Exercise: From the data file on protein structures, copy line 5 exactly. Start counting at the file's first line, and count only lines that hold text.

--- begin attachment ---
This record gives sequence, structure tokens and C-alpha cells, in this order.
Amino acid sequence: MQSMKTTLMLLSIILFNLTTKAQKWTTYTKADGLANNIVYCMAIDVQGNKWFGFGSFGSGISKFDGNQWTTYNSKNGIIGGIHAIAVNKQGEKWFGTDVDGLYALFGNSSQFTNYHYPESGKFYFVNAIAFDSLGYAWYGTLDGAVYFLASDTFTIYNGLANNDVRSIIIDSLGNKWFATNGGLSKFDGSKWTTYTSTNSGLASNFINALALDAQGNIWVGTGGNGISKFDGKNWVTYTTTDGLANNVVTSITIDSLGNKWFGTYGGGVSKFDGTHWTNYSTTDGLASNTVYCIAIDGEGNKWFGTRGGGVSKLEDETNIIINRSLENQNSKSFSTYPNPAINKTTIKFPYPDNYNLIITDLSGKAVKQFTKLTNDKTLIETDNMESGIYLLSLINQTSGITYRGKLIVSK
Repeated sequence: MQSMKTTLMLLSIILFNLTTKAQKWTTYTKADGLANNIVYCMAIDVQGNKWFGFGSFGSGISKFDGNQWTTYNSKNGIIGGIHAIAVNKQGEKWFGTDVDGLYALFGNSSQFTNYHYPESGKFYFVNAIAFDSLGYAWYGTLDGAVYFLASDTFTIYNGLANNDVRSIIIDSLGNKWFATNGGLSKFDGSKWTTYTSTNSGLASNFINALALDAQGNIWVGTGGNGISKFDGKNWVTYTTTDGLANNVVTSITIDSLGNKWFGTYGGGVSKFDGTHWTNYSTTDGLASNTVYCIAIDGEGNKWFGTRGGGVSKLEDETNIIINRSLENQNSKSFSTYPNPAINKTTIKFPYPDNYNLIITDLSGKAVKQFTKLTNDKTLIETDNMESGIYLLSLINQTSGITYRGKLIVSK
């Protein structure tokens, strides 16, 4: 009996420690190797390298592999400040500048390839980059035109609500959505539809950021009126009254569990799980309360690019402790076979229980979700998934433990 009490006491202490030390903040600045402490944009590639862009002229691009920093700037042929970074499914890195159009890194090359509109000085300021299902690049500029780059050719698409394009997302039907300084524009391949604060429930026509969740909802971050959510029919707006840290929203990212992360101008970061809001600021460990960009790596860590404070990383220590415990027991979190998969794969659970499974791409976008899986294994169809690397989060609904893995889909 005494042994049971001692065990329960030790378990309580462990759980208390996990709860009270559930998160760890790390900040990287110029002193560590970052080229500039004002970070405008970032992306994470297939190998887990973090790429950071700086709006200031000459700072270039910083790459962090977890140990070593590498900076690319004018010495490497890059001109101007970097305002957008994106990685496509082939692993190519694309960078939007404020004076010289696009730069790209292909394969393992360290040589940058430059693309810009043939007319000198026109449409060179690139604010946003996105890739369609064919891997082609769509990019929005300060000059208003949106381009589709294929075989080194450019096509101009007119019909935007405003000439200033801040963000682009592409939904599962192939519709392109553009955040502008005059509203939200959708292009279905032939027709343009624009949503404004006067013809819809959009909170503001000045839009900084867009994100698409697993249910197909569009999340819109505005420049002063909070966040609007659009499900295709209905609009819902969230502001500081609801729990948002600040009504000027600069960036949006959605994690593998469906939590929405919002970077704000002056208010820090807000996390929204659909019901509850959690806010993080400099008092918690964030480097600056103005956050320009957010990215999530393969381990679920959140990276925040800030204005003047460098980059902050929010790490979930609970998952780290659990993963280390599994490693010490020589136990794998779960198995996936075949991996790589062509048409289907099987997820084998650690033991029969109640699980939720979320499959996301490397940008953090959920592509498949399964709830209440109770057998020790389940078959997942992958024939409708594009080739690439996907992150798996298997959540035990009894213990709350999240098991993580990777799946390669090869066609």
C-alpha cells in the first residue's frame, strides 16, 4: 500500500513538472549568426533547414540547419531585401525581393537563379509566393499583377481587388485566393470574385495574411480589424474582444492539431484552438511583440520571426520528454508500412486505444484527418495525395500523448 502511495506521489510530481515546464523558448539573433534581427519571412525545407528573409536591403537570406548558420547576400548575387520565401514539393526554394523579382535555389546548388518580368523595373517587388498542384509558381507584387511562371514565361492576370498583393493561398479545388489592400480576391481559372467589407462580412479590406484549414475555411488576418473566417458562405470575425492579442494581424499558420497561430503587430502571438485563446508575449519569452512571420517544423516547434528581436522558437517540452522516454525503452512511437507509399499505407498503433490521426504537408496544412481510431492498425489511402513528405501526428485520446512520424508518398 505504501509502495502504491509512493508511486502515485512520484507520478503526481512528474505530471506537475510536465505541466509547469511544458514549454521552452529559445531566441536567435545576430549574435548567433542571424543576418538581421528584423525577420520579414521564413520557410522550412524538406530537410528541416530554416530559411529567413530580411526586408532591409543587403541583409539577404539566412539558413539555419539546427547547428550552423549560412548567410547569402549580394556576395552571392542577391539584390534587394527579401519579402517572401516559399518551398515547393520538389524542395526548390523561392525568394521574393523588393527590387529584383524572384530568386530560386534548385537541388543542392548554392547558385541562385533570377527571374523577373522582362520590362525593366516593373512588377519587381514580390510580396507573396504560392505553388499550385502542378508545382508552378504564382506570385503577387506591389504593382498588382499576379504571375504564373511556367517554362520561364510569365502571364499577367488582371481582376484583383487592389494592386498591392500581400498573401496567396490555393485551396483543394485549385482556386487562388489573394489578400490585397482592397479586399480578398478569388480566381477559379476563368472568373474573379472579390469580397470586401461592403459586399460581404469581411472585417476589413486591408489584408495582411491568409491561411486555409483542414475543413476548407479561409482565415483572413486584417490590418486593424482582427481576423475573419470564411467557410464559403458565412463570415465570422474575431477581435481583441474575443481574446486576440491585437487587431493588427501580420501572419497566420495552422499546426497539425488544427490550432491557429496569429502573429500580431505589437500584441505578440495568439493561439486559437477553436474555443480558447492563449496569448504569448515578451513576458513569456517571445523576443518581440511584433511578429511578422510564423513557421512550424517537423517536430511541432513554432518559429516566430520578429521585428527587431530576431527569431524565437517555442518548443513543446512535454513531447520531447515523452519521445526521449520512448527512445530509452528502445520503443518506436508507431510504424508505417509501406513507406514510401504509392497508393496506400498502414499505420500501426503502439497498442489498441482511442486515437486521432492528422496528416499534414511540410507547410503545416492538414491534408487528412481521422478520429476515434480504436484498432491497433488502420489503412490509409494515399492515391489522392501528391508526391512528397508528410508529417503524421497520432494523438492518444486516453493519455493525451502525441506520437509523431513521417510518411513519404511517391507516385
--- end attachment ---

C-alpha cells in the first residue's frame, strides 16, 4: 500500500513538472549568426533547414540547419531585401525581393537563379509566393499583377481587388485566393470574385495574411480589424474582444492539431484552438511583440520571426520528454508500412486505444484527418495525395500523448 502511495506521489510530481515546464523558448539573433534581427519571412525545407528573409536591403537570406548558420547576400548575387520565401514539393526554394523579382535555389546548388518580368523595373517587388498542384509558381507584387511562371514565361492576370498583393493561398479545388489592400480576391481559372467589407462580412479590406484549414475555411488576418473566417458562405470575425492579442494581424499558420497561430503587430502571438485563446508575449519569452512571420517544423516547434528581436522558437517540452522516454525503452512511437507509399499505407498503433490521426504537408496544412481510431492498425489511402513528405501526428485520446512520424508518398 505504501509502495502504491509512493508511486502515485512520484507520478503526481512528474505530471506537475510536465505541466509547469511544458514549454521552452529559445531566441536567435545576430549574435548567433542571424543576418538581421528584423525577420520579414521564413520557410522550412524538406530537410528541416530554416530559411529567413530580411526586408532591409543587403541583409539577404539566412539558413539555419539546427547547428550552423549560412548567410547569402549580394556576395552571392542577391539584390534587394527579401519579402517572401516559399518551398515547393520538389524542395526548390523561392525568394521574393523588393527590387529584383524572384530568386530560386534548385537541388543542392548554392547558385541562385533570377527571374523577373522582362520590362525593366516593373512588377519587381514580390510580396507573396504560392505553388499550385502542378508545382508552378504564382506570385503577387506591389504593382498588382499576379504571375504564373511556367517554362520561364510569365502571364499577367488582371481582376484583383487592389494592386498591392500581400498573401496567396490555393485551396483543394485549385482556386487562388489573394489578400490585397482592397479586399480578398478569388480566381477559379476563368472568373474573379472579390469580397470586401461592403459586399460581404469581411472585417476589413486591408489584408495582411491568409491561411486555409483542414475543413476548407479561409482565415483572413486584417490590418486593424482582427481576423475573419470564411467557410464559403458565412463570415465570422474575431477581435481583441474575443481574446486576440491585437487587431493588427501580420501572419497566420495552422499546426497539425488544427490550432491557429496569429502573429500580431505589437500584441505578440495568439493561439486559437477553436474555443480558447492563449496569448504569448515578451513576458513569456517571445523576443518581440511584433511578429511578422510564423513557421512550424517537423517536430511541432513554432518559429516566430520578429521585428527587431530576431527569431524565437517555442518548443513543446512535454513531447520531447515523452519521445526521449520512448527512445530509452528502445520503443518506436508507431510504424508505417509501406513507406514510401504509392497508393496506400498502414499505420500501426503502439497498442489498441482511442486515437486521432492528422496528416499534414511540410507547410503545416492538414491534408487528412481521422478520429476515434480504436484498432491497433488502420489503412490509409494515399492515391489522392501528391508526391512528397508528410508529417503524421497520432494523438492518444486516453493519455493525451502525441506520437509523431513521417510518411513519404511517391507516385